Horseshoe Crabs: How 350 Million Year Old Sea Creatures Are Vital to Our Survival
Sarah Porter, Filmmaker
NYC has a surprising amount of nature and wildlife, including thousands of horseshoe crabs that come to the shores in the spring to mate. With the worldwide race to develop and manufacture vaccines came renewed interest in these incredible sea creatures and their blue blood. These animals are over 350 million years old and have been critical to the development of COVID-19 vaccines. Although the bright blue blood plays a vital role in helping end the pandemic, their numbers are in decline. Numerous species, including humans, depend on horseshoe crabs and it’s up to us to help ensure their survival.
For this mini documentary, Sarah went out into the field and spoke with some “local heroes” in NYC who have been protecting them. Her team explored the nighttime waters of Brooklyn with elementary students to help monitor and tag them, data that then helps determine catch limits on how many can be taken by the biomedical and fishing industry.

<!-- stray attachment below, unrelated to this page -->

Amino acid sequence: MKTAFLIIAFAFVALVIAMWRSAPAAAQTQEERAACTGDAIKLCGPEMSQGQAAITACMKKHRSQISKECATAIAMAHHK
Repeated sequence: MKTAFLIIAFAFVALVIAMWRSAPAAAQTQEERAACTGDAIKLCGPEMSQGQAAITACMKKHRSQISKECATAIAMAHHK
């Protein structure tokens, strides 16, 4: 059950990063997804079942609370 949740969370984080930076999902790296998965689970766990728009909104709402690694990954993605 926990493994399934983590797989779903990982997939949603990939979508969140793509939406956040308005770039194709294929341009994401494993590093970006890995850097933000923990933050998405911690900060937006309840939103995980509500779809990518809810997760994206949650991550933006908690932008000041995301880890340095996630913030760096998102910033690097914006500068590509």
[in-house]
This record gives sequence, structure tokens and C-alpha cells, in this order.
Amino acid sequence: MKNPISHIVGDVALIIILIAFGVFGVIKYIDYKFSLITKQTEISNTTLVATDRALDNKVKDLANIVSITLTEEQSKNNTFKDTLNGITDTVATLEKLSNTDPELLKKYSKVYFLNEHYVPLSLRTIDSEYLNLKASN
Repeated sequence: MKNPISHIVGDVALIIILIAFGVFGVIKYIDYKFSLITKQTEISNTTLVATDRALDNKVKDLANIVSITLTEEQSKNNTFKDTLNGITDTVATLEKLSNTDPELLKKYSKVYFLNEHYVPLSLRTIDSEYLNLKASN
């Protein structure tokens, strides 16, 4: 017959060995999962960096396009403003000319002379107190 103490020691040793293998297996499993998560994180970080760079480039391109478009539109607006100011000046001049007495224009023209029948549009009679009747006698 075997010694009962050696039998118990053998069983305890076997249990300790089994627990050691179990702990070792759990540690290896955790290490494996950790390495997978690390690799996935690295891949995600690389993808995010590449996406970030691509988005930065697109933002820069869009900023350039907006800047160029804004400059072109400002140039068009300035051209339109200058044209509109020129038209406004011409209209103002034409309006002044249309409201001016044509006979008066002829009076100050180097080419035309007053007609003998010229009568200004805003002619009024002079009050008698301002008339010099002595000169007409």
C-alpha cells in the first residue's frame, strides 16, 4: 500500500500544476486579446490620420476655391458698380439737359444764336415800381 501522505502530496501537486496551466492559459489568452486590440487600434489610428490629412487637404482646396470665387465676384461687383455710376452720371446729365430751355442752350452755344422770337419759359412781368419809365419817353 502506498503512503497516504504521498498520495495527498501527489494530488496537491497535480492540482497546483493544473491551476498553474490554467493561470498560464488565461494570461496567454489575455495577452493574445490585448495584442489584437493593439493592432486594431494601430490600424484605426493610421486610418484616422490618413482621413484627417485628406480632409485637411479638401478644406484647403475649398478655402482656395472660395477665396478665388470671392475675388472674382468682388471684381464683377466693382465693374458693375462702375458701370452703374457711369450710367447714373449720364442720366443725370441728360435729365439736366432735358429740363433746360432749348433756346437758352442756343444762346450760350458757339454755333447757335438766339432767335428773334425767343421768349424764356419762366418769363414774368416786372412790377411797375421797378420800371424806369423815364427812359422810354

Web & Social Media
YouTube: Two Claws Up
Sarah Porter is a passionate environmentalist and former New Yorker whose work rescuing unwanted hermit crabs has been featured in USA Today, Upworthy, PIX11 News, amNY and The Dodo. Sarah runs the advocacy platform, Two Claws Up, dedicated to providing resources on how to properly care for crabs as pets. Additionally, she focuses on helping nonprofits use virtual reality (VR) for story telling and raising awareness about their work. Sarah is a former Peace Corps volunteer and the founder of the New York City Peace Corps Association. She lives in Stony Creek and is currently the Director of Innovative Philanthropy for an international nonprofit focused on poverty alleviation. She is currently working on a second mini doc focused on the whales returning to the New York Harbor along with the repopulation of oysters in NYC.
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